The open letter is hardly an innovation as a means to publicise a message. The art of the epistle – letters bound by formal gestures, often written for some didactic purpose, and frequently sent to groups of people rather than individuals – flourished in ancient Egypt and on into ancient Greece and Rome. Cicero’s De Officiis, considered for much of Western history the foundational text of moral philosophy, was written in the form of a letter to his son. And in general there is a fluidity between Cicero’s letters, his philosophical and rhetorical works, and his speeches; while Plato’s dialogues share with epistle writing the manner of making broadly public an exchange explicitly between two or a narrow group of participants. These are the strengths of the open letter: it offers the sense that something confidential, a belief or sentiment hitherto privately held, is being graciously revealed to the world for the sake of clarity, guidance, or knowledge.
Ovid’s Heroides spurred another related form: that of epistolary verse or prose, which from the 18th century attained new popularity through the epistolary novels of Samuel Richardson, with decisive contributions also from Montesquieu, Jean-Jacques Rousseau, Johann Wolfgang von Goethe, and later Fyodor Dostoevsky. Many of the epistles of the New Testament, most notably the Pauline epistles, are essentially open letters, intended to be read in front of congregations.
Encyclicals and papal bulls are types of open letter. More narrowly conceived, in its modern bearing the open letter continued to impact world literature: Émile Zola’s intervention into the Dreyfus Affair, his open letter ‘J’accuse…!’, caused Zola to flee to England to escape prosecution, with the term since becoming a shorthand to invoke all manner of perceived injustices; and I have previously discussed on this site the letter of international protest arranged by James Joyce against the publisher Samuel Roth, whose literary magazine Two Worlds Monthly had been illicitly excerpting the text of Ulysses.
The writers Ludwig Lewisohn and Archibald MacLeish – with MacLeish having practised law – drew up the protest for Joyce, and sent copies to be signed by luminaries of the arts and sciences. It was issued to the press, with 167 signatories including Albert Einstein, Benedetto Croce, H. G. Wells, and T. S. Eliot, on 2 February, 1927. In full the letter read:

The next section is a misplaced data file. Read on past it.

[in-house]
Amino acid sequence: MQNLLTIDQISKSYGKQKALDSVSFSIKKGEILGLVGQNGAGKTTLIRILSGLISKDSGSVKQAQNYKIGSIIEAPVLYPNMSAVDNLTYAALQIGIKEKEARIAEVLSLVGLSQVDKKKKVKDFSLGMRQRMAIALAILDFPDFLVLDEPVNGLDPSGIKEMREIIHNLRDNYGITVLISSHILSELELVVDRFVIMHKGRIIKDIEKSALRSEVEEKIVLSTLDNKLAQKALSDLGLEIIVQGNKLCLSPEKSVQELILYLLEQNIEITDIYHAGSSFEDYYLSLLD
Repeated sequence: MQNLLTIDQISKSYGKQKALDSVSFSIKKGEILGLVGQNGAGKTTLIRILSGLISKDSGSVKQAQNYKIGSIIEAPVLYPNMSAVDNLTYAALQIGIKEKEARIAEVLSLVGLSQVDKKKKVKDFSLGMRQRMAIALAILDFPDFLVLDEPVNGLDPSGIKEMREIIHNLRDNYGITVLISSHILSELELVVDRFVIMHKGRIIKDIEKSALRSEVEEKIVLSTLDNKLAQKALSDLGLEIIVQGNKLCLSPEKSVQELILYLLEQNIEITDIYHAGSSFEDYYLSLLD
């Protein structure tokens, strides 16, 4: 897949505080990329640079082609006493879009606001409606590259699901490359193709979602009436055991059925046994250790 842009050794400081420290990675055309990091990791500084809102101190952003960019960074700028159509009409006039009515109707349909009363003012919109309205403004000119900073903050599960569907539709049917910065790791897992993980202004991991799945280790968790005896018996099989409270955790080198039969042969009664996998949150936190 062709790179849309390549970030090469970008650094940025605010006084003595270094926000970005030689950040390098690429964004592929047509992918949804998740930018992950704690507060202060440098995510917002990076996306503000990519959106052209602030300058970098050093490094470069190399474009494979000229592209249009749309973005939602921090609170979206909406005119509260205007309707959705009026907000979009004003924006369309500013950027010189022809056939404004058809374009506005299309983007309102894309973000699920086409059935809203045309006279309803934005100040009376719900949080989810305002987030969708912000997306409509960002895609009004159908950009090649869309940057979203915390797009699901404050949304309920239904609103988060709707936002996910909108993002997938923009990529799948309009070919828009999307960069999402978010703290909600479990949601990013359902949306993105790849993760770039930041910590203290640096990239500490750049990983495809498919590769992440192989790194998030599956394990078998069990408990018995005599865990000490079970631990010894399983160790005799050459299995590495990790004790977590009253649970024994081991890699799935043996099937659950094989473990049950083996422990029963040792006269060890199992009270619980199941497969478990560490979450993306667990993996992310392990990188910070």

‘It is a matter of common knowledge that the Ulysses of Mr. James Joyce is being republished in the United States, in a magazine edited by Samuel Roth, and that this republication is being made without authorization by Mr. Joyce; without payment to Mr. Joyce and with alterations which seriously corrupt the text. This appropriation and mutilation of Mr. Joyce’s property is made under colour of legal protection in that Ulysses which is published in France and which has been excluded from the mails in the United States is not protected by copyright in the United States. The question of justification of that exclusion is not now in issue; similar decisions have been made by government officials with reference to works of art before this. The question in issue is whether the public (including the editors and publishers to whom his advertisements are offered) will encourage Mr. Samuel Roth to take advantage of the resultant legal difficulty of the author to deprive him of his property and to mutilate the creation of his art. The undersigned protest against Mr. Roth’s conduct in republishing Ulysses and appeal to the American public in the name of that security of works of the intellect and the imagination without which art cannot live, to oppose to Mr. Roth’s enterprise the full power of honorable and fair opinion.’